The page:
As for E Corp, unm4sk portrays the conglomerate as surprisingly rattled and shaken by the hack. Season two appears to be taking far more of a behind-the-scenes look at E Corp and the individuals that enforce the ruthless capitalism the heroes of the show battle against, which allows Mr Robot to delve into the ideologies that underpin everything the organisation does. This means there’s a lot more substance behind the talk of E Corp’s exploitation and conning of the people – for instance, the monologue given by CEO Price boils down the faceless evil we’ve seen before to a very simple equation of manipulating the confidence of the people to corporations’ favour. Likewise, the organisation’s losses are far more keenly felt this time around. Unm4sk’s choice to trace the journey of fsociety’s ‘payload’ all the way to the execution of the demands with the burning money illustrates the damage done more effectively because there’s a greater understanding of just how fragile the company’s illusion is. Just like Elliot and Angela, E Corp’s quest to keep people invested in money and objects is a perilous one that could collapse in on itself at any moment, so the moments where their con teeters closer to the precipice are all the more powerful for it – they’re not just a faceless company whose actions are interpreted by outsiders this time, rather a group of distinctive individuals all with their own agendas and desires at play. The burning money moment is a terrific illustration of this, particularly because of how striking the imagery of the masked, humiliated CTO staring at the fruits of his labour turning to meaningless ash is. While E Corp need to stay as a slippery, expansive enemy for the very premise of the show to work, the added vulnerability that unm4sk gives them means that they become a far more well-rounded and compelling foe, made all the stronger because of their newly portrayed flaws.
And then there’s Tyrell, the biggest missing piece of them all. His disappearance ebbs and flows here as a mystery that unm4sk is particularly focused on, but when the episode puts its mind to it, the Tyrell mystery is one of the best examples of unm4sk’s focus upon partial and hazy storytelling with some bits of key information or context removed to add to the uncertainty that’s deeply felt throughout. It’s the continuing implication that Mr Robot holds the secret to Tyrell’s disappearance fascinating, because that raises the question as to why Elliot seems to have repressed or simply lost this crucial fact to his somewhat less friendly alter ego. The obvious idea would be to say that Mr Robot-as-Elliot killed Tyrell and the memory has been repressed as Elliot was not in control at the time, but unm4sk deftly plays with that idea, keeping the pervading idea of crucial information lurking just on the edge of Elliot’s psyche, tantalisingly close to clarity yet still far enough for the uncertainty to continue. Unm4sk teases that possibility as the dominant idea right up until the end, however…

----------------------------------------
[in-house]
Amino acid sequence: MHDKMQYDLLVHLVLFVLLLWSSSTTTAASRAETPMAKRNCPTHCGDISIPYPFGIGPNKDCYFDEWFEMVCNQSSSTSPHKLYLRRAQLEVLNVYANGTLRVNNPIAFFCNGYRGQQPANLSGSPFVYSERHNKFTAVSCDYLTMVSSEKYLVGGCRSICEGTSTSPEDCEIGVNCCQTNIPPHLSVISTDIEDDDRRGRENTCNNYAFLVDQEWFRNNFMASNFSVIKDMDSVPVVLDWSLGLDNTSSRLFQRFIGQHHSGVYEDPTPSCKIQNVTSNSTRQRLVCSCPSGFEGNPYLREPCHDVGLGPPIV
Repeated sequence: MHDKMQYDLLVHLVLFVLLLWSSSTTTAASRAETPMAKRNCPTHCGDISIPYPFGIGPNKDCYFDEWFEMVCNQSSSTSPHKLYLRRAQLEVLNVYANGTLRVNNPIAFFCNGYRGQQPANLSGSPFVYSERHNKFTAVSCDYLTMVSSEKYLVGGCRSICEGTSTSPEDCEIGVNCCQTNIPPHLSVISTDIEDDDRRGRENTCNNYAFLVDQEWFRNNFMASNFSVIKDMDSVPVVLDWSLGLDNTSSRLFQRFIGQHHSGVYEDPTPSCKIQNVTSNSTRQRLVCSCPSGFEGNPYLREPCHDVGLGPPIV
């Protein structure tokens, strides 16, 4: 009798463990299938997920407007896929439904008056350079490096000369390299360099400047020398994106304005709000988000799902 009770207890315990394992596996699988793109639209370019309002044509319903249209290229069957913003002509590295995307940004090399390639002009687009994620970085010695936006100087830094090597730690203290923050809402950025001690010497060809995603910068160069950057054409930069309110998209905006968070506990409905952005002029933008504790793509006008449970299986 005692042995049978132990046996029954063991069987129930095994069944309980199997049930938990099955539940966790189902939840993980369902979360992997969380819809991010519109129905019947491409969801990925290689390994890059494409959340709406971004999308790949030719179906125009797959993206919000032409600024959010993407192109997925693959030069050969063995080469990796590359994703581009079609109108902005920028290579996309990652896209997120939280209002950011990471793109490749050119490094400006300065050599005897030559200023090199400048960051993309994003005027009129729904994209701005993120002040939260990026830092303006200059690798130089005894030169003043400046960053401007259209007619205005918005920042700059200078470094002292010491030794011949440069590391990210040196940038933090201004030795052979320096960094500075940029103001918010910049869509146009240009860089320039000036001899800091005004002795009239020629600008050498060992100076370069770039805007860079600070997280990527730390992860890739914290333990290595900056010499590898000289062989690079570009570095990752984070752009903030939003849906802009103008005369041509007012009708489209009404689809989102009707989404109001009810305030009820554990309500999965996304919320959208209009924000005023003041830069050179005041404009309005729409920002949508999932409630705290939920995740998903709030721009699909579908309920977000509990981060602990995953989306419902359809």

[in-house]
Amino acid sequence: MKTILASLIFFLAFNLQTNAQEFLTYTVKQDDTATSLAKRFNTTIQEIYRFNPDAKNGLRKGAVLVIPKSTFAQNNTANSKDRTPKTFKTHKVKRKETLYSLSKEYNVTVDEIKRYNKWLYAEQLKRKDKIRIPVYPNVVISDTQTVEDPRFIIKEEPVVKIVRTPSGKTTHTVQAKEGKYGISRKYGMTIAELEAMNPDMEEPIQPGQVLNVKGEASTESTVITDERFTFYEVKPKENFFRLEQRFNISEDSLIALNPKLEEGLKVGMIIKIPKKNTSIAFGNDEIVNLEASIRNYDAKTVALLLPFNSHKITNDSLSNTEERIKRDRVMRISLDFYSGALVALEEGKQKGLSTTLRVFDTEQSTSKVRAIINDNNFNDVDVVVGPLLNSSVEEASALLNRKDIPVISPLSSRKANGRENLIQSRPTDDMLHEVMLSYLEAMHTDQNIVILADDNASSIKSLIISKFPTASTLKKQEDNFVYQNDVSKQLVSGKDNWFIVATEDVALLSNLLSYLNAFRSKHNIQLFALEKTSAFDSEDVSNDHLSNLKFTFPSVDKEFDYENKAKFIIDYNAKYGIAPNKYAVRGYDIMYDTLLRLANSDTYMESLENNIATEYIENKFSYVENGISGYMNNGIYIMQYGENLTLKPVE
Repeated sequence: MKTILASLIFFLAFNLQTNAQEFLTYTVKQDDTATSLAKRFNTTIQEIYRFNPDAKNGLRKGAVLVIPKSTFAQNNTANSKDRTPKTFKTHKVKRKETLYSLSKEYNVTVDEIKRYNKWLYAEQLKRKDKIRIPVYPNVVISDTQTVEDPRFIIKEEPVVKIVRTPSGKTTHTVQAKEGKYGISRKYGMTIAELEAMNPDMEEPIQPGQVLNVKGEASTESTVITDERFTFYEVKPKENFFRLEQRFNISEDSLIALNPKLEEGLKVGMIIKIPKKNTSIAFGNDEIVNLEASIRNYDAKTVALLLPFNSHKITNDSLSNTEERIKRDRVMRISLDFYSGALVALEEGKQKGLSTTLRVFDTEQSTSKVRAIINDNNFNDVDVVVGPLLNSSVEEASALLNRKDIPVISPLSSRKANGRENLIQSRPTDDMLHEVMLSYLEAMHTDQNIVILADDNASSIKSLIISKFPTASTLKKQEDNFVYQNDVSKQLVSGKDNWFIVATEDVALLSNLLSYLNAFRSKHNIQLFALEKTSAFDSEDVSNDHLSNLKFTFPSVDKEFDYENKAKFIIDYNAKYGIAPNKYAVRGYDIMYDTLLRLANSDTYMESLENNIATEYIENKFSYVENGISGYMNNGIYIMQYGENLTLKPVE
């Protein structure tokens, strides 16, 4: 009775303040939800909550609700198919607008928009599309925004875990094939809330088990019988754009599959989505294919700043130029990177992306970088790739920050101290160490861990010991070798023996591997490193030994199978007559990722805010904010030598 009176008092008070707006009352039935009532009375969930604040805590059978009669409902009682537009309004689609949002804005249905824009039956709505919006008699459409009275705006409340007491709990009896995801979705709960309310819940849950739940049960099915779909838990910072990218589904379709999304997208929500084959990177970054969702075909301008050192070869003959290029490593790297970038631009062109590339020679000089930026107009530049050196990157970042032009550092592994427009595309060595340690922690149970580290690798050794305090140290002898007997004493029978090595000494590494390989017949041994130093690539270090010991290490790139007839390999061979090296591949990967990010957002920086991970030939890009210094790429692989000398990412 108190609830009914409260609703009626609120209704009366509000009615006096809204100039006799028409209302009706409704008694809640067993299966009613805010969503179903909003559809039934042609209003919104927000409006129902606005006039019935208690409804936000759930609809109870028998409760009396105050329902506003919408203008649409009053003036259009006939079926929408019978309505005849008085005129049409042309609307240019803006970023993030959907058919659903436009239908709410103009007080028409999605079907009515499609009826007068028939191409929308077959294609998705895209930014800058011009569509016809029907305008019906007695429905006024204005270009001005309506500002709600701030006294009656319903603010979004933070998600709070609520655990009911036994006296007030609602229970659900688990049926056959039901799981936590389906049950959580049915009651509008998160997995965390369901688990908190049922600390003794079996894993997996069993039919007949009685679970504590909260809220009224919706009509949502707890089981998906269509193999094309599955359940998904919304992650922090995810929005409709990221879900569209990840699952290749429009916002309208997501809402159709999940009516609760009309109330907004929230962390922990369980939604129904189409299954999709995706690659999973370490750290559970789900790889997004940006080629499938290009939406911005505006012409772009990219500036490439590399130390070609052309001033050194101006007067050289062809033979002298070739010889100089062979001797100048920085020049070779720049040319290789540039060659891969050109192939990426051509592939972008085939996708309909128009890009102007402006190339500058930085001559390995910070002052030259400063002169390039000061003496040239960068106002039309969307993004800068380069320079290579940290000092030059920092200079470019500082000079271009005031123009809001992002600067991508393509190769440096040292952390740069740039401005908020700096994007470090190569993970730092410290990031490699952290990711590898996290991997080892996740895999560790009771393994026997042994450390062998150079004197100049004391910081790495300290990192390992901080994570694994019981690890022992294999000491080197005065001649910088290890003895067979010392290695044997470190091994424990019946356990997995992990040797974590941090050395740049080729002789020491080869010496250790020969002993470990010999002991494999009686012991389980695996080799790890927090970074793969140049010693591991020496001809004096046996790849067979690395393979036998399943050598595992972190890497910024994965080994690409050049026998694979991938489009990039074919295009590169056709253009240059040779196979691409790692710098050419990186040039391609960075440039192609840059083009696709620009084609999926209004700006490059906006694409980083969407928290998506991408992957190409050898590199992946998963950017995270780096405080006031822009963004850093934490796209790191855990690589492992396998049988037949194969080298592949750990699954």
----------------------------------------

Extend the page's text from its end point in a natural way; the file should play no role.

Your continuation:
… until a particular phone call upends every theory once again. It’s definitely Tyrell at the other end of the line, but is that really the real Tyrell? Can a voice at the end of a phone being heard by Elliot of all people after a strange skip in time be trusted as the truth? Could Elliot, therefore, be hearing voices from beyond the grave? In that case, who sent the mysterious phone to Joanna, and why would they be calling? Mr Robot has always been a show to pose questions upon questions and make the audience wait a long time for answers, a central part of its appeal, and that’s not changing this year. Just what happened to Tyrell, and what could happen next?
Unm4sk is a very strong opener for season two, laying out a riveting storyline for Elliot’ that’s as thought-provoking and unconventionally told as the best of last year. Elsewhere, the episode is a little more formulaic, but it’s still thematically rich and compelling TV that, most excitingly of all, appears to be very much in second gear still – and if this is just table-setting mode for season two, what comes next could be something else.